Text: Edgar Allan Poe (ed. Killis Campbell), “Israfel,” The Poems of Edgar Allan Poe, Ginn and Company, 1917, pp. 57-59


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[page 57:]

ISRAFEL   [[n]]   [[v]]

[[n]]

In Heaven a spirit doth dwell

[[n]]

“Whose heart-strings are a lute;”

[[v]]

[[n]]

None sing so wildly well

As the angel Israfel,

5

[[v]]

[[n]]

And the giddy stars, (so legends tell)

Ceasing their hymns, attend the spell

Of his voice, all mute.

[[n]]

Tottering above

[[n]]

In her highest noon,

10

The enamoured moon

[[n]]

Blushes with love,

While, to listen, the red levin

[[v]]

[[n]]

(With the rapid Pleiads, even,

Which were seven,)

15

[[v]]

Pauses in Heaven.

And they say, (the starry choir

[[v]]

And the other listening things)

That Israfeli’s fire [page 58:]

[[v]]

Is owing to that lyre

20

[[v]]

By which he sits and sings —

[[v]]

The trembling living wire

[[v]]

Of those unusual strings.

[[v]]

[[n]]

But the skies that angel trod,

Where deep thoughts are a duty —

25

[[v]]

[[n]]

Where Love’s a grown-up God,

[[v]]

[[n]]

Where the Houri glances are

Imbued with all the beauty

[[v]]

Which we worship in a star.

[[v]]

[[n]]

Therefore, thou art not wrong,

30

Israfeli, who despisest

An unimpassioned song;

[[n]]

To thee the laurels belong,

[[n]]

Best bard, because the wisest!

[[v]]

Merrily live, and long!

The ecstasies above

35

With thy burning measures suit — [page 59:]

[[v]]

Thy grief, thy joy, thy hate, thy love,

[[n]]

With the fervor of thy lute —

Well may the stars be mute!

40

Yes, Heaven is thine; but this

Is a world of sweets and sours;

Our flowers are merely — flowers,

[[v]]

And the shadow of thy perfect bliss

Is the sunshine of ours.

45

[[v]]

[[n]]

If I could dwell

Where Israfel

Hath dwelt, and he where I,

[[v]]

He might not sing so wildly well

[[v]]

A mortal melody,

50

[[v]]

While a bolder note than this might swell

From my lyre within the sky.

(1831)

 


[[Variants]]

[The following variants appear at the bottom of page 57:]

Motto “And the angel Israfel who has the sweetest voice of all God’s creature. — KORAN” (1831, S. L. M.); “And the angel Israfel, or Israfeli, whose heartstrings are a lute, and who is the most musical of all God’s creatures. — KORAN” (Graham’s). In B.J. the passage is credited to “Sale’s Koran.”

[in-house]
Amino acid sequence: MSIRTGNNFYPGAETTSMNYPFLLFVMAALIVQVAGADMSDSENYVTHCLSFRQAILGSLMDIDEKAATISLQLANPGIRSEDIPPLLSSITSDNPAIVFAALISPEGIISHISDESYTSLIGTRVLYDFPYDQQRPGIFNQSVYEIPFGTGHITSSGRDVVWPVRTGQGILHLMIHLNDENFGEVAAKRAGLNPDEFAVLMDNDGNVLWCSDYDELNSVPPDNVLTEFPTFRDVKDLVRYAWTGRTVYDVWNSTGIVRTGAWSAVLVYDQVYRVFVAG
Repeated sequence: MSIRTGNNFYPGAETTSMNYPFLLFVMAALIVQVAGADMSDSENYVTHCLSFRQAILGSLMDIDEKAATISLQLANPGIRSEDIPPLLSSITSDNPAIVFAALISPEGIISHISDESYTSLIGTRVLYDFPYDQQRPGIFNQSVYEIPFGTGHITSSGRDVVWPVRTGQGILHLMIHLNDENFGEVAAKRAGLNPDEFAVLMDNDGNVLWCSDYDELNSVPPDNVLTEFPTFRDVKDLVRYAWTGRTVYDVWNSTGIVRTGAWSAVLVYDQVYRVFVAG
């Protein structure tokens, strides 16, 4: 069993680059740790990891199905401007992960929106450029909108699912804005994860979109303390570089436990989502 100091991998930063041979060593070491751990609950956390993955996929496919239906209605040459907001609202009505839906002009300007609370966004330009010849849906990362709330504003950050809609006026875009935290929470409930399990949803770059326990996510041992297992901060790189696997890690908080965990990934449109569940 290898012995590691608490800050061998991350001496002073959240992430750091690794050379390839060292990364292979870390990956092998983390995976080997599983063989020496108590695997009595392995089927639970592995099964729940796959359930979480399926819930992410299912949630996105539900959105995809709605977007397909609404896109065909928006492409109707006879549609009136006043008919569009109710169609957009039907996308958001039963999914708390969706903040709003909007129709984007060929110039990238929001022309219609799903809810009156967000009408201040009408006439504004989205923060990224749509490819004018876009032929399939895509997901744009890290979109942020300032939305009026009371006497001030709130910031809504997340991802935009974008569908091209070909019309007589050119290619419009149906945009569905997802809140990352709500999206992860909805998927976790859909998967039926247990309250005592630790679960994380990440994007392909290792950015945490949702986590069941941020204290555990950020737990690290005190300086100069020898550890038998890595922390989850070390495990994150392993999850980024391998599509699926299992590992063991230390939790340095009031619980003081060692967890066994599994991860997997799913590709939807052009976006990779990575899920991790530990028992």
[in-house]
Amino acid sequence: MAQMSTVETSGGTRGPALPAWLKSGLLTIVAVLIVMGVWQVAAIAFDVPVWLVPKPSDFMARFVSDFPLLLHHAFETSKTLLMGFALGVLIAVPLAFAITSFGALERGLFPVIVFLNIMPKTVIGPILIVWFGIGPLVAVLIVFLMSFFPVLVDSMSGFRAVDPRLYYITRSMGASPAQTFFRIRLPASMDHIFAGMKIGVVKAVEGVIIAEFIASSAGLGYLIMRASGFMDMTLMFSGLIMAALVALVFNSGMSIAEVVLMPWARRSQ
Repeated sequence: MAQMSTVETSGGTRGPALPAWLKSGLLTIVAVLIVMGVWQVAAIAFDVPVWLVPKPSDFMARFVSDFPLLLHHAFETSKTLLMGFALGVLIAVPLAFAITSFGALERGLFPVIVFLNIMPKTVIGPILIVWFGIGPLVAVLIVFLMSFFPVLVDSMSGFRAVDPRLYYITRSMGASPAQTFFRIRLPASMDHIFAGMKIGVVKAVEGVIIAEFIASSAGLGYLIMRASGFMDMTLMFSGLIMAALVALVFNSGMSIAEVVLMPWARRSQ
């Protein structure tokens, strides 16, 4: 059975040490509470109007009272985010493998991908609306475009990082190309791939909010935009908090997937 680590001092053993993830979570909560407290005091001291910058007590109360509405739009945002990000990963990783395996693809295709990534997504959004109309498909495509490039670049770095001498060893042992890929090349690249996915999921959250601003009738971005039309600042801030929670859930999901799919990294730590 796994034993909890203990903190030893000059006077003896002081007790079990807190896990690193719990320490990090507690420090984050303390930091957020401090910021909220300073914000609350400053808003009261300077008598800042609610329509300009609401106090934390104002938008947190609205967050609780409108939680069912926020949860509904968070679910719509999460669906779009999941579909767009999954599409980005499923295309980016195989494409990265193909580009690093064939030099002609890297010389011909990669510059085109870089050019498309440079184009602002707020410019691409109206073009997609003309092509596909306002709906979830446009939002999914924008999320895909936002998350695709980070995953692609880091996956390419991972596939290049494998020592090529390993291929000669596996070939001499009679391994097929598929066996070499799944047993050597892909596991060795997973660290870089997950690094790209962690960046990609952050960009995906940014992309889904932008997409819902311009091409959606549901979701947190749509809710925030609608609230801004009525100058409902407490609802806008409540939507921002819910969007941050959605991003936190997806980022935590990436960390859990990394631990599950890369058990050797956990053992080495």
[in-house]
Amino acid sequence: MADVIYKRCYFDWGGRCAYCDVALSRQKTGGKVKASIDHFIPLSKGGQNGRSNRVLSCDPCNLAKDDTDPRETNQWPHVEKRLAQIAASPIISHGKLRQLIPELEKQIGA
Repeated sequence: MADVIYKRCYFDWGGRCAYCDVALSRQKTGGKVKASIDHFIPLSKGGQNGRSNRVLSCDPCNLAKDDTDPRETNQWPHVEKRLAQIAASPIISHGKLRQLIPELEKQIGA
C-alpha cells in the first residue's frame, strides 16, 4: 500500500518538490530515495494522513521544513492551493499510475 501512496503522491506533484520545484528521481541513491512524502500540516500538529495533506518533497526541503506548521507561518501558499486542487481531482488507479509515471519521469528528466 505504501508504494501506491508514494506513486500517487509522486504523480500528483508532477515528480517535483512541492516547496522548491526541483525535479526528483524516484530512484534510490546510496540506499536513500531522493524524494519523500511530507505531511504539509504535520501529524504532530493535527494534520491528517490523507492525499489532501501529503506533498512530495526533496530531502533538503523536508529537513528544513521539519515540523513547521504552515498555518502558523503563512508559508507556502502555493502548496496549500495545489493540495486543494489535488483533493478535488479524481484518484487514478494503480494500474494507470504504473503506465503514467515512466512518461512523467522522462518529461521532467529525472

3 wildly: wild — so (1831, S. L. M.).

5-7 And the giddy stars are mute (1831, S.L.M.).

13, 14 Omitted in 1831 and S. L. M.

15 Transposed in Graham’s so as to follow line 12.

17 the other: all the (1831, S. L. M.).

[The following variants appear at the bottom of page 58:]

19 owing to: due unto (Graham’s).

20, 21 Omitted in 1831 and S. L. M.

21 The: That (Graham’s); wire: lyre (Graham’s).

22 Of: With (1831, S.L.M., Graham’s).

23 skies: Heavens (1831, S.L.M., Graham’s).

25 Where: And (S. M., B.J.); Love ‘s a grown-up: Love is a grown (1831, S.L.M., Graham’s).

26 Where: And (S. M., B.J.); the: omitted in 1831, S.L.M., and Graham’s. After this line, 1831 inserts the following line:

— Stay! turn thine eyes afar!

28 a: yon (1831), the (Graham’s). After this line, Graham’s inserts the line:

The more lovely, the more jar!

29 Thou art not, therefore, wrong (1831, S. L. M., Graham’s, S. M., B.J.)

34 Omitted in 1831 and S. L M.

[The following variants appear at the bottom of page 59:]

37 Thy grief — if any — thy love (1831, S. L. M.).

43 perfect: Omitted in 1831, S. L. M., and Graham’s.

45 could: did (1831, S. L. M., Graham’s).

45, 46 Printed as one line in 1831 and S.L.M.

48 might: would (1831, S. L. M.); so wildly: one half as (1831, S.L. M.), one half so (Graham’s).

49 One half as passionately (1831, S. L. M.), One half so passionately (Graham’s).

50 And a stormier note than this would swell (1831); And a loftier note than this would swell (S. L. M.).

 


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Notes:

None.

 

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[S:0 - KCP, 1917] - Edgar Allan Poe Society of Baltimore - Works - Israfel (ed. K. Campbell, 1917)